Cassandra Holmes started her Monday pre-K classes like any other school morning, with a round of good mornings from her 4- and 5-year-old students.
Except this was like no other morning. The coronavirus pandemic is shutting down the world. South Florida is the epicenter of the disease in Florida. And all Miami-Dade and Broward schools are shut down for two weeks, and possibly longer.
But there Holmes was on Monday morning, staring at the small faces arranged on the monitor in front of her. They screeched at the sight of her signature look: A big flower perched atop her head.
“They don’t have the full understanding of what’s going on,” said Holmes, a 25-year veteran educator. “I just want to make sure I’m a safe place in their life, and if they see me they know everything is OK.”
Distance learning was the Miami-Dade County school district’s answer to maintaining normalcy for its 350,000 students during this crisis. The district went through a dry run on Friday to see how it would work with each teacher. More than 45,600 digital devices were checked out to students who needed one at home.
The district also sought to keep another constant for the 73% of the school district’s enrollment that qualifies for free or reduced lunch. On Monday, the school district distributed hot breakfast and lunch to-go at every school site from 9 a.m. to 12:30 p.m.
But as schools prepared for the worst, there were no plans laid out for pre-K students.
What, Holmes thought, could she do to remain a constant presence in the lives of her 20 students at Eneida M. Hartner Elementary School?
“My mind was already in motion,” she said. “I wanted something more personal with my class.”
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She sent parents instructions on how to set up Skype accounts and scheduled the kids’ daily routine just like a normal day in class, with lunch, quiet time, outdoor play and learning.
A dozen of her students logged on at 8:30 a.m., the start of school. An hour later, it was time to sing a song about books and read one out loud, asking questions about character development along the way.
What Holmes couldn’t make normal, she embraced: On Skype, there’s no quietly raising hands. On Skype, you can be out of uniform, snuggling with a blanket, on the couch, or at the dinner table or even still in bed.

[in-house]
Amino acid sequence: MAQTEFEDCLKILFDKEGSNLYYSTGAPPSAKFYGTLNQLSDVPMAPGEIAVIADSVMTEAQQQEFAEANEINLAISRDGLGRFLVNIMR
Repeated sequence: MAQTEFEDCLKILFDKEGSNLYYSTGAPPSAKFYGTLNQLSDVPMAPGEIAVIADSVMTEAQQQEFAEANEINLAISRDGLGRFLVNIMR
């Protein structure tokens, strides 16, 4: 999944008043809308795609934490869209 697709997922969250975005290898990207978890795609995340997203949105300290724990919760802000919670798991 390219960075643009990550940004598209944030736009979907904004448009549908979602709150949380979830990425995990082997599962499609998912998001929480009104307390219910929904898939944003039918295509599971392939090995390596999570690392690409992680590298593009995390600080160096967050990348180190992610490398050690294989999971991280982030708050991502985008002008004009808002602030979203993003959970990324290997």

Five-year-old Layla Figueroa put on her favorite skirt and school polo. She thought Mrs. Holmes was coming to her house, but no, her mother explained, they were going to watch her on the computer. And she had to dress appropriately.
Layla warmed up to the idea about going to school without being in school.
“She kind of got the idea,” said mother Denise Figueroa. “It’s a little hard at home but we try to do our best.”
After story time, parents and grandparents sent Holmes photos and videos of her students learning from home. Holmes created a private Facebook group for parents to keep up.
“She likes going to school, and she loves her teachers,” Figueroa said of her daughter. “I think it’s a fun different thing for her. She hasn’t really been sad.”
It was an adjustment for Holmes, too. Her 13-year-old son, an eighth-grader at iPrep Academy, was doing his own online work. And her 5- and 8-year-old grandchildren were following their own schedules.
“We all have laptops and we’re all doing the schedules,” Holmes said. “ Even though I’m a parent, I’m a parent-teacher. I’m doing my class but I’m also the teacher for them this week as well.”
She laughed. “All of that together in one household, it can be a lot. We still had fun.”
Figueroa welcomed the routine.
“I think it’s very important,” she said. “They don’t get lazy, they don’t just sit back.”
No attendance is being taken this week. It’s an honor system, said Marie Izquierdo, the district’s chief academic officer.
“We’re trying to give them a sense of normalcy,” she said.
Beth Edwards, president of the Miami-Dade County Council of Parent Teacher Associations, said she hadn’t heard anything out of the ordinary from her region representatives on distance learning and the distribution of free meals. She attributed the smooth rollout to Friday’s test run.
“Right now it seems pretty good,” Edwards said. “There’s been some jokes like [Superintendent Alberto) Carvalho for president. They feel so far it’s unfolding the best we can hope for.”
Edwards’ own daughter, a freshman in Miami Beach Senior High’s pre-International Baccalaureate Scholars Academy, woke up on time to do work.
“The first thing she did, she had her devices on her, checking every single class,” said Edwards. “It’s almost second nature. I think the parents are struggling more than the children because the children are on these devices every day.”
She added, “These kids don’t look at it as a vacation.”